- It’s time to come back to one of my favorite pastimes, exploring Norwegian idioms! I love hearing, with a foreigner’s ear, the very specific (and to fresh ears, potentially eccentric) turns of phrase that cultures other than my own use. They strike me as anything from funny to genius, and I’m happy to share some new ones I’ve collected with you today! Special thanks to my friend Sam, who spent several solid hours with me discussing and googling idioms in both Norwegian and English, you know, for fun. Now, without further ado, 5 new (to me) Norwegian idioms!
1.Tatt på fersken
Tatt på fersken or “caught on the peach”. The English equivalent is probably “caught red handed”, “caught in the act”, or “busted!”. Why is it caught on the peach? I sure would like to know! Sadly, I couldn’t find out why it is ‘on the peach’ (if you know, please tell me below!), I did however, find out that there is a beer named after this idiom. And that is something I am happy to have learned.
2. Tatt med skjeggen i postkassen
Tatt med skjegget i postkassen – caught again! This time the phrase is roughly translated as “caught with your beard in the postbox”. It essentially means to be caught doing something foolish. And it apparently has the connotation that you are not achieveing your intended end, but instead have embarassed yourself. I suppose if you went to mail a letter but ended up with your beard stuck in the mailbox instead, that would both not have acheived your intended purpose, and would be publicly embarassing.
3. Uglene i mosene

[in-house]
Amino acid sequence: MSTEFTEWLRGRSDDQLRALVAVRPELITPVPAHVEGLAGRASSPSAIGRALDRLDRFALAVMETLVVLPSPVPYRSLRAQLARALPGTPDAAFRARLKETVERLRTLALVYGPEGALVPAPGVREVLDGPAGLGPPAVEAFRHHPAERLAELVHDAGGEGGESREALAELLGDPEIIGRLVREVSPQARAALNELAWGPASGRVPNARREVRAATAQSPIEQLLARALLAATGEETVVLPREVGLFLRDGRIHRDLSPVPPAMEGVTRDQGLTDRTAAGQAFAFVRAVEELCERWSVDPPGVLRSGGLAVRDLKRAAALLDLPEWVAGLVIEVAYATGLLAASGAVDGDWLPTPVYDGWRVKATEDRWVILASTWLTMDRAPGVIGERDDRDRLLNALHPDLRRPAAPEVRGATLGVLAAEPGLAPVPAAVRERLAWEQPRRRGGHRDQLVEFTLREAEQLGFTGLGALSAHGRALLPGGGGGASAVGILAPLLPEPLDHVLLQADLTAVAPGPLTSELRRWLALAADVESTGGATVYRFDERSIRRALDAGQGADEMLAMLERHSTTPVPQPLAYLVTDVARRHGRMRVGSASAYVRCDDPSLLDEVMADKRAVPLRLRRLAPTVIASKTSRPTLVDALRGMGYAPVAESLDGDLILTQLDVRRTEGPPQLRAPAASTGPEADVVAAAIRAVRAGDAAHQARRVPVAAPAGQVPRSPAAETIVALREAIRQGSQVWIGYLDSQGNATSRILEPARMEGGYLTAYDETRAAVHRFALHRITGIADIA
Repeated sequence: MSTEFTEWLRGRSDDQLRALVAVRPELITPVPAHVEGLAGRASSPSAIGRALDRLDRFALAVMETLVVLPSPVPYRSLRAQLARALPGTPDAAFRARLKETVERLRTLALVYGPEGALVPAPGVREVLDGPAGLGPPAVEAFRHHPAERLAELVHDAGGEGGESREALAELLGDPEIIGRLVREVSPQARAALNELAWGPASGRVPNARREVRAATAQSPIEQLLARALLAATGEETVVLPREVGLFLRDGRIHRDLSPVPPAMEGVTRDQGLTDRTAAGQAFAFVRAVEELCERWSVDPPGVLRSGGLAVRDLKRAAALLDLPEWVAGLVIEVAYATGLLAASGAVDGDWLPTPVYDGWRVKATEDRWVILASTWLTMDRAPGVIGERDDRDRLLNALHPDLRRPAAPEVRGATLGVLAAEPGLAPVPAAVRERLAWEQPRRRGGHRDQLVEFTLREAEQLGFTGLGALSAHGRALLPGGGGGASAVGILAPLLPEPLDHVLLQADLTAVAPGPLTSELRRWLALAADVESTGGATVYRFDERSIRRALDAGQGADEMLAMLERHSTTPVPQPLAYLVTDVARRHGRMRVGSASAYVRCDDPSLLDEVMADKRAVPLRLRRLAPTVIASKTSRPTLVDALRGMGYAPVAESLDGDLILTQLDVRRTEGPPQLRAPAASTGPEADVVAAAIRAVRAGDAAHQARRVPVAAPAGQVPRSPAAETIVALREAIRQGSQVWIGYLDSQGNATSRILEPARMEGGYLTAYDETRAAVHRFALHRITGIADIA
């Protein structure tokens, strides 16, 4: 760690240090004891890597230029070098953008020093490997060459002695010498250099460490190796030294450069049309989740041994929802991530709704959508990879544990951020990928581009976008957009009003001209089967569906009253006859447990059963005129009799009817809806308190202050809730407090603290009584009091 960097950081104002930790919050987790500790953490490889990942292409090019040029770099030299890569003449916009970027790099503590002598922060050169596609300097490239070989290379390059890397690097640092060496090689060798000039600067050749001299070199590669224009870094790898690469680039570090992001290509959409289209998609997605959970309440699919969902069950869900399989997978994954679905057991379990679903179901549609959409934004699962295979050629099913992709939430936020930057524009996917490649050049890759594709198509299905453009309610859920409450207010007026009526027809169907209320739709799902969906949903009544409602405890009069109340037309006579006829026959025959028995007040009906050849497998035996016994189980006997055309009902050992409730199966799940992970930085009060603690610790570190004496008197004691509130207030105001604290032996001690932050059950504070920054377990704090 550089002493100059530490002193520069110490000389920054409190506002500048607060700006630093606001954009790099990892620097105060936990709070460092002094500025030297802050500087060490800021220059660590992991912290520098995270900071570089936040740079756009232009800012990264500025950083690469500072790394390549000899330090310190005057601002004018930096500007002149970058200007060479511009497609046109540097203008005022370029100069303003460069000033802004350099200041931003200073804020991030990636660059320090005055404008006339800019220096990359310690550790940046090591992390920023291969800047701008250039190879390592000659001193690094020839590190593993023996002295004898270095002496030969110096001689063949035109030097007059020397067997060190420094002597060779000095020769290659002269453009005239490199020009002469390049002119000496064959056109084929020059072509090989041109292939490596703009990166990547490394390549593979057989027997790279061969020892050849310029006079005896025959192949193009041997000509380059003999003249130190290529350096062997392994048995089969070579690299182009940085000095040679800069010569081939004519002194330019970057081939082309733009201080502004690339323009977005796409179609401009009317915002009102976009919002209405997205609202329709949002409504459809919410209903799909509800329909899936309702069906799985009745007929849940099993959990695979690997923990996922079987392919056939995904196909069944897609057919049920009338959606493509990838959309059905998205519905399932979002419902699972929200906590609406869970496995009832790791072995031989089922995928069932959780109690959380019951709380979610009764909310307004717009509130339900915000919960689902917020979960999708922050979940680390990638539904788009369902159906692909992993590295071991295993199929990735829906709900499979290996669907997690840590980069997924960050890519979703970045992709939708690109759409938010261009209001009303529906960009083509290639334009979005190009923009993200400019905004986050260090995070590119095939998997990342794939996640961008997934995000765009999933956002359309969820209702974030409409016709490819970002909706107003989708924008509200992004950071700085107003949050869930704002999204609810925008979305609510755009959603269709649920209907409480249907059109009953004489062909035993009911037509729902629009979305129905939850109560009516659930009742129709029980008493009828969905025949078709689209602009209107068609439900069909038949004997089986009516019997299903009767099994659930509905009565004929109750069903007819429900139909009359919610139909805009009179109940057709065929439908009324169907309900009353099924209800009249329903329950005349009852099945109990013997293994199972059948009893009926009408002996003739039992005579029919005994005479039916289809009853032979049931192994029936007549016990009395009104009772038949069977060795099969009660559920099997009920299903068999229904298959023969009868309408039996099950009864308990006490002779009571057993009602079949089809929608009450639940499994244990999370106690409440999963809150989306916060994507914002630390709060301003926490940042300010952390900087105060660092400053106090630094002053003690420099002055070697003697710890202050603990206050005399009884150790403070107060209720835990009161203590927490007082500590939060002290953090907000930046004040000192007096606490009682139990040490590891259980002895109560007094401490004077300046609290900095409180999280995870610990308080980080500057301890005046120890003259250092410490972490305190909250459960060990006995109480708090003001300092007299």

Uglene i mosene, directly translated as “owls in the moss”, more specifically means “something’s fishy”, or possibly, “I smell a rat”, meaning something seems off about a situation. Why owls? Some sources on the internet indicate it may have originated as a Danish expression in which ulves (wolves) were actually the ones in the moss... and wolves meant something dangerous was afoot!
4. Eier ikke nåla i veggen
Eide ikke nåla i veggen, “didn’t own a needle (or pin or possibly hook) in the wall” is a phrase indicating poverty. This could be similar to the cruder English idiom, “doesn’t have a pot to piss in”. The Norwegian phrase may come from people’s habit, in “the old days”, of using the wall to store various household goods, so if a family lacked a container for their needles they may have poked them into the wall. Therefore, not even having a needle in the wall would indicate poverty.
Og, til syvende og sist we come to the final idiom for the day…
5. Til syvende og sist
Til syvende og sist, literally “to the seventh and last”, more accurately means “ultimately”. Initially I thought it might be equivalent to the English phrase “last but not least”, but as I started researching it online, I didn’t see that as a possible meaning. It really just seems to mean, “ultimately”. It strikes me as an extremely long and specific way to say ultimately!
Ultimately, I couldn’t find a picture that accurately represented “til syvende og sist”, but I thought something stately seemed appropriate. Image: http://www.digi.no/juss_og_samfunn/2014/09/30/regjeringen-vil-fjerne-hindre-mot-nettsky-bruk